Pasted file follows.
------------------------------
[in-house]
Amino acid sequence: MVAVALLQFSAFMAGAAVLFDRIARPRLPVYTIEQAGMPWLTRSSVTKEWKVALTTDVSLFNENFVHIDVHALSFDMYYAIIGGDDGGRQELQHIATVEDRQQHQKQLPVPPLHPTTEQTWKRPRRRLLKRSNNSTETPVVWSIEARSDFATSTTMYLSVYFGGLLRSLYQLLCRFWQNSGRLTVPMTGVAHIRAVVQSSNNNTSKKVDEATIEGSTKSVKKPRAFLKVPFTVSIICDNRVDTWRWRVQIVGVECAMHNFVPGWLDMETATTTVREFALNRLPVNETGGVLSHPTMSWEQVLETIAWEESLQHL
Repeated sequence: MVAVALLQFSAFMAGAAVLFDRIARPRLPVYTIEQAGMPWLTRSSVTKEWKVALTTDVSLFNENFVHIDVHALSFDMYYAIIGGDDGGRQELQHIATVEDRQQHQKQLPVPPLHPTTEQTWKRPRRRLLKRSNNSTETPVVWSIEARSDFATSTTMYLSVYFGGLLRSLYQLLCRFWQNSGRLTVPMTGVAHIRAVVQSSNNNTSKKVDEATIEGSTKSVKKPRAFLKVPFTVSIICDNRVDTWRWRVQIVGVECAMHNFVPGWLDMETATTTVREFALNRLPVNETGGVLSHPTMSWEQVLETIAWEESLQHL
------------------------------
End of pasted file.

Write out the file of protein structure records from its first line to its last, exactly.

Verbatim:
[in-house]
Amino acid sequence: MVAVALLQFSAFMAGAAVLFDRIARPRLPVYTIEQAGMPWLTRSSVTKEWKVALTTDVSLFNENFVHIDVHALSFDMYYAIIGGDDGGRQELQHIATVEDRQQHQKQLPVPPLHPTTEQTWKRPRRRLLKRSNNSTETPVVWSIEARSDFATSTTMYLSVYFGGLLRSLYQLLCRFWQNSGRLTVPMTGVAHIRAVVQSSNNNTSKKVDEATIEGSTKSVKKPRAFLKVPFTVSIICDNRVDTWRWRVQIVGVECAMHNFVPGWLDMETATTTVREFALNRLPVNETGGVLSHPTMSWEQVLETIAWEESLQHL
Repeated sequence: MVAVALLQFSAFMAGAAVLFDRIARPRLPVYTIEQAGMPWLTRSSVTKEWKVALTTDVSLFNENFVHIDVHALSFDMYYAIIGGDDGGRQELQHIATVEDRQQHQKQLPVPPLHPTTEQTWKRPRRRLLKRSNNSTETPVVWSIEARSDFATSTTMYLSVYFGGLLRSLYQLLCRFWQNSGRLTVPMTGVAHIRAVVQSSNNNTSKKVDEATIEGSTKSVKKPRAFLKVPFTVSIICDNRVDTWRWRVQIVGVECAMHNFVPGWLDMETATTTVREFALNRLPVNETGGVLSHPTMSWEQVLETIAWEESLQHL